Shippensburg University’s Pokémon Club catches Nintendo fans with free weekly Pokémon Trading Card Game Online’s (PTCGO) and promotion cards, and retains their involvement with fellowship among video game fanatics.
SU student Ben Huan created Pokémon Club in 2011 to give individuals who enjoy playing Pokémon a place to meet new people and play together.
“There weren’t any other Pokémon leagues nearby [at the time] and from what I’ve seen, other campuses already had one — it was kind of a no-brainer,” Pokémon Club President Emma Starr said.
Because SU’s Pokémon Club remains one of the few publicized Pokémon leagues in the area, it attracts both SU students and Shippensburg community member involvement.
“We still have a couple non-students come in every week due to this Pokémon league being closer than any others where they reside,” Starr said.
The Pokémon Club strives to remain all-inclusive and openly welcomes those who enjoy Pokémon, Trading Card Game and playing video games to attend its weekly meetings and events, even if they have never attended a Pokémon Club meeting before.
While Pokémon Club is a relatively new organization at SU, its outreach efforts have been recognized. “We won the ‘Best New Student Group Award’ in the Student Life Awards last semester,” Starr said. “We won it against around five other groups that entered for that category, so that has got to mean something.”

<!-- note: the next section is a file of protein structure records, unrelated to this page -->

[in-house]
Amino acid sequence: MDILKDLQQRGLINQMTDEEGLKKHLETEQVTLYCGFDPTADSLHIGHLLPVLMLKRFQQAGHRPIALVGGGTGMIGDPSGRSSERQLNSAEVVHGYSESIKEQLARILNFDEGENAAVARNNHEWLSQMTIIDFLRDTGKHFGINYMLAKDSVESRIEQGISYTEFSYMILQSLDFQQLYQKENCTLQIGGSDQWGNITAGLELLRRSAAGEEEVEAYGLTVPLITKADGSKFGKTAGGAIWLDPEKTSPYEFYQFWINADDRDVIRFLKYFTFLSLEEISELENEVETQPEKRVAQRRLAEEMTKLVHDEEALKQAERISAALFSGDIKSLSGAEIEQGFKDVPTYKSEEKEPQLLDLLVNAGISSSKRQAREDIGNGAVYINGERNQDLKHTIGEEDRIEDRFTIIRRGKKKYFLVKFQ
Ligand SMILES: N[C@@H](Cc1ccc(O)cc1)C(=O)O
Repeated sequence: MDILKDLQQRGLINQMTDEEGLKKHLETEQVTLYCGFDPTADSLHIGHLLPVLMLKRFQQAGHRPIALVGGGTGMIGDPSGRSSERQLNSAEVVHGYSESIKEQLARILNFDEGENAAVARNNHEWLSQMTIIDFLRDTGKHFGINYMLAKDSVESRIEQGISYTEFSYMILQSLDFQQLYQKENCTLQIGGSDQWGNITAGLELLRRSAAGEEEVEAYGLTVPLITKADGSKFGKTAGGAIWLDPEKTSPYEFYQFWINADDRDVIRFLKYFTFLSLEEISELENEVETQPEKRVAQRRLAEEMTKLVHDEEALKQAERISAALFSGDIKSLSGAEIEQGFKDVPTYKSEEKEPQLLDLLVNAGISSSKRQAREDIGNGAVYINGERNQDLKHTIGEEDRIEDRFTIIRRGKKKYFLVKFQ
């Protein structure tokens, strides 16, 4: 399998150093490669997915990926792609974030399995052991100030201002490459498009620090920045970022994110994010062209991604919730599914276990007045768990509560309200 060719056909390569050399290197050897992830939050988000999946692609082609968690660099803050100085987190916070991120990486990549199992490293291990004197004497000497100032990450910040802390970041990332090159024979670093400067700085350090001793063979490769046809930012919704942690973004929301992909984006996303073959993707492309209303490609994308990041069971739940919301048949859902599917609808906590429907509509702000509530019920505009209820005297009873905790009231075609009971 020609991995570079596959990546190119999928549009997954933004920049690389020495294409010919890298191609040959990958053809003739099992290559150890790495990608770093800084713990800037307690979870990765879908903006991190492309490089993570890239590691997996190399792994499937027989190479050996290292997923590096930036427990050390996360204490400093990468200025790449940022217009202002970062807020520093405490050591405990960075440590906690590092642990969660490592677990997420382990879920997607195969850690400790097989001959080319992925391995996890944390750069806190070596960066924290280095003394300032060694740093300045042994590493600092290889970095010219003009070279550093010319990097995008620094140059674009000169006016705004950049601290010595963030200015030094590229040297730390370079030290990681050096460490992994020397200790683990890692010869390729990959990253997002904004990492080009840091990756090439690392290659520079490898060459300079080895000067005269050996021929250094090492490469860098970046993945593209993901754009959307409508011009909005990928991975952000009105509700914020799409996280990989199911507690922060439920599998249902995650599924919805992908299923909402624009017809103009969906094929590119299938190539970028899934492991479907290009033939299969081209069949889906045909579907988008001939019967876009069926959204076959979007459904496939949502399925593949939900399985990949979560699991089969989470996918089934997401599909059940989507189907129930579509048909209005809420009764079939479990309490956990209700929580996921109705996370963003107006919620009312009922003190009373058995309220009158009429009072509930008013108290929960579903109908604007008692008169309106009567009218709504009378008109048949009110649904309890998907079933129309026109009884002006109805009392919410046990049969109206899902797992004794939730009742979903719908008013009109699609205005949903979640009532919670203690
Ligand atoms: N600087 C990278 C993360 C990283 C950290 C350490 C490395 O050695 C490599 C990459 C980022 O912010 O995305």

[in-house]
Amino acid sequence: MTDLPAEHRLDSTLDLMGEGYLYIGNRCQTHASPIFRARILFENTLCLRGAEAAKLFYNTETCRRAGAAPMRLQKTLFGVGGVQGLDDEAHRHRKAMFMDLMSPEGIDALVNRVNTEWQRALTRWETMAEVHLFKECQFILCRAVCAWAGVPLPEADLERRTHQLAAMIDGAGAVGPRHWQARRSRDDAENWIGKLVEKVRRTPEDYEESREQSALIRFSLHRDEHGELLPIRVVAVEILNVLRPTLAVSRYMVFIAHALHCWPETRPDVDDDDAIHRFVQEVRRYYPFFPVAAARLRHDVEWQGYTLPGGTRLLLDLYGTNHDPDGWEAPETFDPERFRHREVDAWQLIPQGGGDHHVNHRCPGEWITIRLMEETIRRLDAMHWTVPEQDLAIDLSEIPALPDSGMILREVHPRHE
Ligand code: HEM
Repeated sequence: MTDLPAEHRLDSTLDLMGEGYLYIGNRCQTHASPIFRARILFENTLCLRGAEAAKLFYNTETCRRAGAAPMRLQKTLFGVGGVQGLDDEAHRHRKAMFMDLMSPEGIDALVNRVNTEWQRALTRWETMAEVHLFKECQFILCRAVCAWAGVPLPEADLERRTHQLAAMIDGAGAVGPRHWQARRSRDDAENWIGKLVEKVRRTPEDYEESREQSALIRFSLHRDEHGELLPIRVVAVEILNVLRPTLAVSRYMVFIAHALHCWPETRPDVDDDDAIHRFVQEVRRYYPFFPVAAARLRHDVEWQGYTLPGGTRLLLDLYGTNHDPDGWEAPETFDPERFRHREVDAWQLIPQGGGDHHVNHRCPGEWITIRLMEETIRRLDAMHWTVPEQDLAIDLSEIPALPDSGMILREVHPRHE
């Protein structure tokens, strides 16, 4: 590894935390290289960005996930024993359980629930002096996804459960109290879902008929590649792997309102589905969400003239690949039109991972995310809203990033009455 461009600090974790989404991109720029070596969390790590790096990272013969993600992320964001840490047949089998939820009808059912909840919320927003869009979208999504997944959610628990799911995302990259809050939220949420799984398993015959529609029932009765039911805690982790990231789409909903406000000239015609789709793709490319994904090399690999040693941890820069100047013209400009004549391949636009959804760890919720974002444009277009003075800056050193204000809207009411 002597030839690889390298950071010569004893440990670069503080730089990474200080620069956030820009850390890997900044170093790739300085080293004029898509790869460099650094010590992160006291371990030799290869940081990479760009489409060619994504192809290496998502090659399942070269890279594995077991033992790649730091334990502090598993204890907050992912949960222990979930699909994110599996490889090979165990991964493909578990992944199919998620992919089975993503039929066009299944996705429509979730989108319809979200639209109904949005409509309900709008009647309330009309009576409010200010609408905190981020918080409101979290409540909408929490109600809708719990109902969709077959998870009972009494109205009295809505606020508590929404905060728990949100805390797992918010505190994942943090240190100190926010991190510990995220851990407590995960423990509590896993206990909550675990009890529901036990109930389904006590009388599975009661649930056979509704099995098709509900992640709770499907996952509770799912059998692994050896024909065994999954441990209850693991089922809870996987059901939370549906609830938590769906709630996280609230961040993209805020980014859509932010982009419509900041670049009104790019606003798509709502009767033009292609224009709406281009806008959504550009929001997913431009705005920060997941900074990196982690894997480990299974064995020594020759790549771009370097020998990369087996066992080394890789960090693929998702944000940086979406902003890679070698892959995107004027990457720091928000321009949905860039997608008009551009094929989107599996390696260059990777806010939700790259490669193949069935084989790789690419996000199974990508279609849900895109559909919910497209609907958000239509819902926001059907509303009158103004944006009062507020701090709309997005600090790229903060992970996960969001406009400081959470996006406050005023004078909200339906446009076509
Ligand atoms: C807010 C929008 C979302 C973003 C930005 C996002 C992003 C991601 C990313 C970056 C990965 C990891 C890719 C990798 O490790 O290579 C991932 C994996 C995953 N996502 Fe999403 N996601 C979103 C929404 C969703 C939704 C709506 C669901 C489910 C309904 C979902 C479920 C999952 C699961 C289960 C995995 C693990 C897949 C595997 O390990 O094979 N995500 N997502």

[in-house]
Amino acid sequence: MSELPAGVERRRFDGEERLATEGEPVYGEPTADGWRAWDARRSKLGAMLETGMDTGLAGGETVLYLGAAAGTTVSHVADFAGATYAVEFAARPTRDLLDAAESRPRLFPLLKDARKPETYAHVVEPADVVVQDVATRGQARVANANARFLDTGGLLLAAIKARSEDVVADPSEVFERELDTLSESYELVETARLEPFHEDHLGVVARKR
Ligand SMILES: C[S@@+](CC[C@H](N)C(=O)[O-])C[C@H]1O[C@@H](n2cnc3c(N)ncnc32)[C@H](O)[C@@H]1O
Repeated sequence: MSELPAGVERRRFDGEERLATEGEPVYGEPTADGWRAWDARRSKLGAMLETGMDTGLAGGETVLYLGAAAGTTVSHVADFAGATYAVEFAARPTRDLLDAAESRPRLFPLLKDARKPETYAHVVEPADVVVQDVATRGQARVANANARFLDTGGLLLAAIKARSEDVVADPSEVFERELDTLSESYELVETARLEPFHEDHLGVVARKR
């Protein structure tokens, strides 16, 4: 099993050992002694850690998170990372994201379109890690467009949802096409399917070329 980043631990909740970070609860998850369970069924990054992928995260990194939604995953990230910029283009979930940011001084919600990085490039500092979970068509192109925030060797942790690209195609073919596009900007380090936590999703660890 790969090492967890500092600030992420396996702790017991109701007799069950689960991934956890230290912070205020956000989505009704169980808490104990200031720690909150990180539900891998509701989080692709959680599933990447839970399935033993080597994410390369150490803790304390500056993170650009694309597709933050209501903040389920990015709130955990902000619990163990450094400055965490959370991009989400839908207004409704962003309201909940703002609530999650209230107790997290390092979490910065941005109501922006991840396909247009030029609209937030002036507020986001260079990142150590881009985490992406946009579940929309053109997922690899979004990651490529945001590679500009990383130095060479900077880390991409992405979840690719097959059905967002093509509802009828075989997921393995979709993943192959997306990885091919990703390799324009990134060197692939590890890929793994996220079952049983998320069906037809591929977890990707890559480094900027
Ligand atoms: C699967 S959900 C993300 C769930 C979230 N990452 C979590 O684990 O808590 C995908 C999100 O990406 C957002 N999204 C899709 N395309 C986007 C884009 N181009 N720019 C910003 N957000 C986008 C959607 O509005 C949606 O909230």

Pokémon Club meets every Thursday at 7 p.m. in the Ceddia Union Building (CUB) Fireside Lounge. Club meetings are informal and consist of discussing and playing PTCGO against one another. Members may leave the meeting whenever they want, but individuals typically play for two to three hours.
Aside from members casually playing PTCG or PTCGO against other members, once or twice a year Pokémon Club ups the stakes with an organized tournament where they play against each other for prizes.
Before tournament day, the club takes a headcount to know how many members plan on participating. Tournament participants are then required to contribute a monetary amount to cover the cost of cards. The contribution varies and depends on how cheap the Pokémon playing cards can be found to purchase.
“Everyone will get six to eight packs the night of the tournament,” Starr said. “Then with whatever they pull, they will construct a 40-card deck in a slightly modified 4-prize game of the Pokémon TCG.”
Tournaments that include outside Pokémon Leagues have yet to be organized by Pokémon Club, but Starr hopes to look into making it possible next semester.
To learn more about Pokémon Club and its weekly meetings, contact Starr at email@example.com.